If there is any certainty we can glean from the mysterious tragedies that have haunted this beautiful country, it is the knowledge that there is strength in numbers, and that it’s always safer to stick together than to wander alone in the woods.
Ryan Provencher and Richard Scurr
Missing Men Mystery: Family Wonders If Disappearances of 4 Men Somehow Linked, by Karin Larsen in the July 31, 2019 issue of CBC News: British Columbia
Bodies of Two Missing Surrey Men Found Near Ashcroft, by Barbara Roden in the August 20, 2019 issue of the Victoria News
No Evidence Uncovered to Suggest Link Between Multiple Missing Person Investigations: RCMP, by Dylana Milobar in the August 3, 2019 issue of CFJC Today (Kamloops)
Official Website of the Government of British Columbia
Dead Surrey Man Had Crime-Related Link to Prince George, by Mark Nielsen in the Septmeber 5, 2019 issue of the Prince George Citizen
Cops Continue Clampdown, in the December 9th, 2005 issue of the Prince George Free Press
The Hunt for Bryer Schmegelsky and Kam McLeod
Manitoba, B.C. RCMP Spent Around $1.5 Million on Massive Manhunt After B.C. Killings, in the January 22, 2020 issue of the Canadian Press
Killing Spree Still Feeds Unease in B.C.’s Isolated North, One Year Later, by Quinn Bender and Ashley Wadhwani in the September 5, 2020 issue of the Maple Ridge – Pitt Meadows News
RCMP Searched Over 11,000 Sq. Km. For Murder Suspects Who Traversed 4 Provinces: Police, by Jesse Ferreras in the August 7, 2019 issue of Global News
RCMP Say Northern B.C. Murder Suspects Admitted to Murders on Video, Motive Still Unknown, by Sean Boynton in the September 27, 2019 issue of Global News
What the Investigation of the Northern B.C. Murders Found – And What We Still Don’t Know, by Kerri Breen in the September 27, 2019 issue of Global News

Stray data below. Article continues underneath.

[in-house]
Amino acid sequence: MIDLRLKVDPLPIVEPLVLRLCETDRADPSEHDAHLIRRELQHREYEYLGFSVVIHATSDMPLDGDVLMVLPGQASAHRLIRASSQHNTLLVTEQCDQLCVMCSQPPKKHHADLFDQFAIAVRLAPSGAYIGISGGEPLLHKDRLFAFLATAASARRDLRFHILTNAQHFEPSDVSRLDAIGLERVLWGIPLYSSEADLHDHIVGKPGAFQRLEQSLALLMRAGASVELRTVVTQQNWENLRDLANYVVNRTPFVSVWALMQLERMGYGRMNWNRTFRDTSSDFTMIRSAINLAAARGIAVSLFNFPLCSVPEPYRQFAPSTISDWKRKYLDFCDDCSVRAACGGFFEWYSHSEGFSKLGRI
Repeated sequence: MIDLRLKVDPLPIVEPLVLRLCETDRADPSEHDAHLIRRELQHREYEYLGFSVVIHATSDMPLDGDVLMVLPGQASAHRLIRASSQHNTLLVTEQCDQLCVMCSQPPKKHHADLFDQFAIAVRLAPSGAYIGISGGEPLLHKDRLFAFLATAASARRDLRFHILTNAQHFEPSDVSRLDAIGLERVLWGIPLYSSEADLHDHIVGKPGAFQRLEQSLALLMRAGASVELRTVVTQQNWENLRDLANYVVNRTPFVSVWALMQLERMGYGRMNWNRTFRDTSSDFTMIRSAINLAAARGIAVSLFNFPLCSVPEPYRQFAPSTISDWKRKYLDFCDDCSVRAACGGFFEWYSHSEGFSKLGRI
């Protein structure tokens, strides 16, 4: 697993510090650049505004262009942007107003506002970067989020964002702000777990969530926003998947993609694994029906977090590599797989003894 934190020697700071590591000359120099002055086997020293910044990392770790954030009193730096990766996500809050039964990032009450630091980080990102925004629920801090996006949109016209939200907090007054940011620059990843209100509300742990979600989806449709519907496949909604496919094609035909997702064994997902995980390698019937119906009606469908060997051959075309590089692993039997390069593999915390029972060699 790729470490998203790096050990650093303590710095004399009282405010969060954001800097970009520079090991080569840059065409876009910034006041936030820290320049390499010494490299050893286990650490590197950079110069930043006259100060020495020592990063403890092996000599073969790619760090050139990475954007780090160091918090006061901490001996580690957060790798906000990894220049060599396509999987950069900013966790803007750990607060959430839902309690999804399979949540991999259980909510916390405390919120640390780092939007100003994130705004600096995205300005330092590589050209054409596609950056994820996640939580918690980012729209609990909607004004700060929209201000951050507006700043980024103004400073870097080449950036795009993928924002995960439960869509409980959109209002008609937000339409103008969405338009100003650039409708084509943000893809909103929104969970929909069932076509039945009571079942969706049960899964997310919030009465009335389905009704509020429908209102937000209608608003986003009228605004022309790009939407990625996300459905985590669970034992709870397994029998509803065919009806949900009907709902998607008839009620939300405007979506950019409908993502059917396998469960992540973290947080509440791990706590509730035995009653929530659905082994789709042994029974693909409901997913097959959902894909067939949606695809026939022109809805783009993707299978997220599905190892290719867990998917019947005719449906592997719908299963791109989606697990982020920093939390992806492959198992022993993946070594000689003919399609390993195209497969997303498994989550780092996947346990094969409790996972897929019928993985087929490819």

Here’s an Updated Timeline of the Northern B.C. Murders and Manhunt, by Eric Stober in the September 27, 2019 issue of Global News
Port Alberni Residents ‘Struggling’ While Waiting for B.C. Murder Suspects to be Caught: Mayor, by Sean Boynton in the July 28, 2019 issue of Global News
Manhunt, Manitoba, by the Globe and Mail
Inside the RCMP’s Cross-Country Manhunt for Admitted Killers Bryer Schmegelsky and Kam McLeod, by Jonathon Gatehouse in the December 21, 2019 issue of CBC News.
The Hunt for Brandon Teixeira
Is There a Connection Between Fugitive Brandon Teixeira and Murdered Surrey Man Ryan Provencher?, by Simon Little in the December 4th, 2019 issue of Global News: Canada
‘Extremely Violient’ B.C. Fugitive Brandon Teixeira Handed Over to Canadian Officials, by Simon Little and Seasn Boynton in the April 24, 2020 issue of Global News
Regenge, $160 Bounty Among Brandon Teixeira’s Motives for Murder, Claim Extradition Docs, by Simon Little in the December 3, 2019 issue of Global News
B.C. Fugitive Brandon Teixeira Extradited to Canada, in the April 25, 2020 issue of CBC News
U.S. Court Grants Extradition of Notorious B.C. Fugitive Brandon Teixeira, by Simon Little in the February 27, 2020 issue of Global News
6 Men Missing in the Same Region of B.C.’s Southern Interior, But no Links in Cases, Police Say, by Karin Larsen in the August 30, 2020 issue of CBC News: British Columbia
‘Every Parent’s Nightmare’: Mother of Missing Calgary Man Speaks Out After RCMP Search Suspended, by Evmily Olsen in the December 6, 2019 issue of Global News
Police Hunt for Calgary Man Whose Burned-Out Truck was Found Near Pemberton, B.C., by Simon Little in the November 28, 2019 issue of Global News
RCMP Suspend Search for Missing Calgary Man whose Burnt Truck was Found in B.C. Backcountry; by Heide Pearson and John Hua in the December 4, 2019 issue of Global News
Where is Marshal Iwaasa? Family Seeks Answers in B.C. About Missing Alberta Man, by Karin Larsen in the August 29, 2020 issue of CBC News: British Columbia
Missing: Marshal Iwaasa (Interview with Paige Fogen), on CanadaUnsolved.com